- Research article
- Open Access
Surgery improves the prognosis of colon mucinous adenocarcinoma with liver metastases: a SEER-based study
BMC Cancer volume 20, Article number: 908 (2020)
Mucinous adenocarcinoma (MC) is the second most common pathological type of colon carcinoma (CC). Colon cancer liver metastases (CLMs) are common and lethal, and complete resection of the primary tumour and metastases for CLM patients would be beneficial. However, there is still no consensus on the role of surgery for MC with liver metastases (M-CLM).
Patients diagnosed with M-CLM or classical adenocarcinoma with CLM (A-CLM) from 2010 to 2013 in the Surveillance, Epidemiology, and End Results (SEER) database were retrieved. The clinicopathological features and overall survival (OS) and cancer-specific survival (CSS) data were compared and analysed.
The results showed that the M-CLM group had a larger tumour size, more right colon localizations, higher pT and pN stages, more female patients, and more retrieved and positive lymph nodes and accounted for a higher proportion of surgeries than the A-CLM group. The OS and CSS of M-CLM patients who underwent any type of surgery were significantly better than those of patients who did not undergo any surgery, but poorer than those of A-CLM patients who underwent surgery. Meanwhile, the OS and CSS of M-CLM and A-CLM patients who did not undergo any surgery were comparable. Compared with hemicolectomy, partial colectomy led to similar or better OS and CSS for M-CLM, and surgery was an independent protective factor for long-term survival in M-CLM.
M-CLM had distinct clinicopathological characteristics from A-CLM, and surgery could improve the survival and is an independent favourable prognostic factor for M-CLM. In addition, partial colectomy might be a non-inferiority choice as hemicolectomy for M-CLM according to the results from this study.
Colon carcinoma (CC) is one of the most common and lethal cancers in the world . A large proportion of CC deaths are due to metastasis, and more than 20% of patients have developed distant metastases by the time of diagnosis . Although the mortality of all CCs is declining, the 5-year survival rate of metastatic CC (mCC) is still miserable and less than 10% . The liver is the most frequent target organ for mCC, with liver metastasis (LMs) occurring in up to 25% of stage IV patients . Complete resection of the primary tumours and metastatic lesions for some highly selected resectable colon cancer liver metastasis (CLM) patients is advocated by guidelines and provides better survival than non-surgical treatment, but less than 20% of this population meets the criteria for the procedures [5,6,7].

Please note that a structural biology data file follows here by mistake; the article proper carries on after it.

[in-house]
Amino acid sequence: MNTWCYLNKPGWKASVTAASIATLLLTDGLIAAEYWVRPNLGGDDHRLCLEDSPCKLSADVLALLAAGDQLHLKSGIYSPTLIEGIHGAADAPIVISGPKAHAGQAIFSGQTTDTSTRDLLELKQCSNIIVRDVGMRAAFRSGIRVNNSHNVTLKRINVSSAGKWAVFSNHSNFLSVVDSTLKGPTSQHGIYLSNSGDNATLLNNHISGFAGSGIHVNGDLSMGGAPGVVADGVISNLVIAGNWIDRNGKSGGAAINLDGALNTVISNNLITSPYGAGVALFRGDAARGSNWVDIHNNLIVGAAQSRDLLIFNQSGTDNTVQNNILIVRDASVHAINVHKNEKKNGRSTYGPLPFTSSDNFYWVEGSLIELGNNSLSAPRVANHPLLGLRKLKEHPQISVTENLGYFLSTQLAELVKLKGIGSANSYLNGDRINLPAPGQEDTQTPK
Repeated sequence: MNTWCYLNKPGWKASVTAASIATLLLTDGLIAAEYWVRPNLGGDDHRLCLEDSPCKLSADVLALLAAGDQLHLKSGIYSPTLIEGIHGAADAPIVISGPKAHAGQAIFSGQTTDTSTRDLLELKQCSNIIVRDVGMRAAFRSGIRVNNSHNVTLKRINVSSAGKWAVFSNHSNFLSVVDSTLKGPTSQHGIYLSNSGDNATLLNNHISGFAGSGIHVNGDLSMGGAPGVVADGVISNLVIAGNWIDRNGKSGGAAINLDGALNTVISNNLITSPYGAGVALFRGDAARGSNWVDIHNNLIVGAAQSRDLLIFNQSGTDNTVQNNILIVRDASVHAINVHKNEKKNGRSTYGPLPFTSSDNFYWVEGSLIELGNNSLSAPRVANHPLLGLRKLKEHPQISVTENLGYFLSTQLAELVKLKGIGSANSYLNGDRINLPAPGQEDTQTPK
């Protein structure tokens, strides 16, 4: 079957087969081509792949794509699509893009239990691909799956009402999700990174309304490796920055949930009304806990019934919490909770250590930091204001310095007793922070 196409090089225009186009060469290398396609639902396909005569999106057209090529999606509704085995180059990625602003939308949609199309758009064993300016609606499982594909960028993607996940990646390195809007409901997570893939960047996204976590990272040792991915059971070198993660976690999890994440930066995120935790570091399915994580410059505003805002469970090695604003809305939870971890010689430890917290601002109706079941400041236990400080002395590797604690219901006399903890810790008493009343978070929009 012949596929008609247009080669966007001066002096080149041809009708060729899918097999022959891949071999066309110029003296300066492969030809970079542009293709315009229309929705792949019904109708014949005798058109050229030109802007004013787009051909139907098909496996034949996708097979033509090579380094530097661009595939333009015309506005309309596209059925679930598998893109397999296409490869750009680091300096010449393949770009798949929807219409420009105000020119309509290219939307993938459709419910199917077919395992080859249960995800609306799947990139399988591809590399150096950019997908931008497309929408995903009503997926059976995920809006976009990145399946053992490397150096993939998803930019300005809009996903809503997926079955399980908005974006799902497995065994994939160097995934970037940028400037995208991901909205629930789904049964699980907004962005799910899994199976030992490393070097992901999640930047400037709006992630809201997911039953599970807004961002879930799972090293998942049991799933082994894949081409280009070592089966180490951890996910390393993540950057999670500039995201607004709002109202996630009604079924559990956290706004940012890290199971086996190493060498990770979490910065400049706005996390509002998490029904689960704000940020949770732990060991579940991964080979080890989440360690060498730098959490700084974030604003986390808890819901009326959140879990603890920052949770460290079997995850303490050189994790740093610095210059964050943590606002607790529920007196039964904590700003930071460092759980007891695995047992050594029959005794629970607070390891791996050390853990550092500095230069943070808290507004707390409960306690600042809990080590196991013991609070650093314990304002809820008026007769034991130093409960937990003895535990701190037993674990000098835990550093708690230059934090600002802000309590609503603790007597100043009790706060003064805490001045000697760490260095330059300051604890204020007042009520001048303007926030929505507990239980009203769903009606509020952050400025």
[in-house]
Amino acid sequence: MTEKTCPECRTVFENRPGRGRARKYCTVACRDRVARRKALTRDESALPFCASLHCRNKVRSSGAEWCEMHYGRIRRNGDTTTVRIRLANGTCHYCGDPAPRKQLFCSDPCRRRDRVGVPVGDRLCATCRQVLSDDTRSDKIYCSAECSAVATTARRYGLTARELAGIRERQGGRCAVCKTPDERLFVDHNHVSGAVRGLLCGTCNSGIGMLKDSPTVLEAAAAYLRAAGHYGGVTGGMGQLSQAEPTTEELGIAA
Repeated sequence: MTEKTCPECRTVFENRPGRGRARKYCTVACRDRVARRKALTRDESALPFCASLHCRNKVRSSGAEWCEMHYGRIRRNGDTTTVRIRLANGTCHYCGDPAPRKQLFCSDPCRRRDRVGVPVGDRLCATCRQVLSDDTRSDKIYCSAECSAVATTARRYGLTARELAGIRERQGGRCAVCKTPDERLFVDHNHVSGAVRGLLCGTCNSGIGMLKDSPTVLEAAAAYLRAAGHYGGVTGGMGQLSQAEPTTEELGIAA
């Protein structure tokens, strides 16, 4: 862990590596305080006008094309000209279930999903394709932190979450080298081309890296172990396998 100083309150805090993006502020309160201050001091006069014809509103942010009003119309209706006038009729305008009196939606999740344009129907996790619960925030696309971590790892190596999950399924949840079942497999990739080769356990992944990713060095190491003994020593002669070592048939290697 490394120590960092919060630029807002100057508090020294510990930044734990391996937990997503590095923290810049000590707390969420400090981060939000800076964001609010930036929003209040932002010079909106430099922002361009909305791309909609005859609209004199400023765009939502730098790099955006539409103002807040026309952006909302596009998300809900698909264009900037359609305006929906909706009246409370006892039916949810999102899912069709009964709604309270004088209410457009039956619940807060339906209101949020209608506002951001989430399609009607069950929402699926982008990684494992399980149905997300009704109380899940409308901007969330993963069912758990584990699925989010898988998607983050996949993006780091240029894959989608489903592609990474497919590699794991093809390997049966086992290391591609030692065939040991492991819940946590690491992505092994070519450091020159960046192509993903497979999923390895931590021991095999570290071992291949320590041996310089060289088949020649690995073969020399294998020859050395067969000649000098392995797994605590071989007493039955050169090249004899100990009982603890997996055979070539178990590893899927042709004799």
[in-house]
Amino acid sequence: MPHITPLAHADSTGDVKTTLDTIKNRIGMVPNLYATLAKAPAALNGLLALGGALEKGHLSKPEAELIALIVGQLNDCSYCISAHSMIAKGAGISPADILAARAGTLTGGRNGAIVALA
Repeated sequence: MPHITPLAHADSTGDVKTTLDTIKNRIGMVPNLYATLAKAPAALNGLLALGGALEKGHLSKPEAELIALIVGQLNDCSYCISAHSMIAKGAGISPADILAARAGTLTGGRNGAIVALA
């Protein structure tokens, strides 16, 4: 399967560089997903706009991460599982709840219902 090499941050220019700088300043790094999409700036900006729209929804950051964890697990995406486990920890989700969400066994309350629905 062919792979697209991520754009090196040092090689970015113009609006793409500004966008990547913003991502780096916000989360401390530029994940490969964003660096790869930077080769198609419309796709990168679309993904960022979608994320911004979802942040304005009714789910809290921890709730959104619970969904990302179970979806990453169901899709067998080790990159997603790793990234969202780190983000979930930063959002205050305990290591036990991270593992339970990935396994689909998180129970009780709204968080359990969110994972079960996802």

Mucinous adenocarcinoma (MC) is the second most common pathological type after classical adenocarcinoma (AC) among CCs and accounts for 10–15% of all CC patients . According to the WHO, MC is defined as more than 50% of the lesion being composed of extracellular mucin. The molecular characteristics of MC are a relatively higher mutation rate of BRAF and KRAS, a greater proportion of the microsatellite instability high (MSI-H) and CpG island methylator phenotype, and greater expression of HATH1 and MUC2 than AC [9,10,11]. The pathogenesis of MC is poorly understood, and bacterial biofilms, inflammatory bowel diseases (IBDs) and radiotherapy are considered as potential risk factors [12, 13]. MC is frequently located in the proximal colon and has shorter survival and poorer systemic treatment response than AC, thus, MC is always suggested as a poor prognostic predictor for CC [9, 14,15,16]. Therefore, we should lend greater focus to the clinical management of MC patients.